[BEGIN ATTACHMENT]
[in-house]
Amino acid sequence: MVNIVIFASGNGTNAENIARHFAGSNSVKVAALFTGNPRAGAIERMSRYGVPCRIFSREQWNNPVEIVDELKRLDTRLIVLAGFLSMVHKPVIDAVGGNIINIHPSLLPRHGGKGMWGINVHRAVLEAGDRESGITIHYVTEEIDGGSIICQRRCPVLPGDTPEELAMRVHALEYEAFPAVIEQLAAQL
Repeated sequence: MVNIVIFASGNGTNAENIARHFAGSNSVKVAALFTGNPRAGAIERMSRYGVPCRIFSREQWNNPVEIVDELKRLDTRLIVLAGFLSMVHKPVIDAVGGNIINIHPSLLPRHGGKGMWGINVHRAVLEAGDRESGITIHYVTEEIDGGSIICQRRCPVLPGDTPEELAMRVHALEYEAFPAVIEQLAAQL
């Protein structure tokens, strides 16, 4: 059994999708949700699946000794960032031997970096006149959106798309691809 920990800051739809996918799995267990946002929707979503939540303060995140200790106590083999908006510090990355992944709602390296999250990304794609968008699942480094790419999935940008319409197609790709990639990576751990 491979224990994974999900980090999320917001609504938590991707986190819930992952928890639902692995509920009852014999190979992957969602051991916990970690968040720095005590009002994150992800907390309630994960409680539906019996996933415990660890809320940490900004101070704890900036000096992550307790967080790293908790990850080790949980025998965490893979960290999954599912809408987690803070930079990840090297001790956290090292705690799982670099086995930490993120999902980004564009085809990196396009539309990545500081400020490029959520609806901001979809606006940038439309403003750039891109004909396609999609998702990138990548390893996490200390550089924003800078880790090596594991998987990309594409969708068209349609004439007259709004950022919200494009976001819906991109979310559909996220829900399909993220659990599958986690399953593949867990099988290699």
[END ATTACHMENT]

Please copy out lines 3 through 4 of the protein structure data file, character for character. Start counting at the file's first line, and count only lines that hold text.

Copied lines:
Repeated sequence: MVNIVIFASGNGTNAENIARHFAGSNSVKVAALFTGNPRAGAIERMSRYGVPCRIFSREQWNNPVEIVDELKRLDTRLIVLAGFLSMVHKPVIDAVGGNIINIHPSLLPRHGGKGMWGINVHRAVLEAGDRESGITIHYVTEEIDGGSIICQRRCPVLPGDTPEELAMRVHALEYEAFPAVIEQLAAQL
């Protein structure tokens, strides 16, 4: 059994999708949700699946000794960032031997970096006149959106798309691809 920990800051739809996918799995267990946002929707979503939540303060995140200790106590083999908006510090990355992944709602390296999250990304794609968008699942480094790419999935940008319409197609790709990639990576751990 491979224990994974999900980090999320917001609504938590991707986190819930992952928890639902692995509920009852014999190979992957969602051991916990970690968040720095005590009002994150992800907390309630994960409680539906019996996933415990660890809320940490900004101070704890900036000096992550307790967080790293908790990850080790949980025998965490893979960290999954599912809408987690803070930079990840090297001790956290090292705690799982670099086995930490993120999902980004564009085809990196396009539309990545500081400020490029959520609806901001979809606006940038439309403003750039891109004909396609999609998702990138990548390893996490200390550089924003800078880790090596594991998987990309594409969708068209349609004439007259709004950022919200494009976001819906991109979310559909996220829900399909993220659990599958986690399953593949867990099988290699």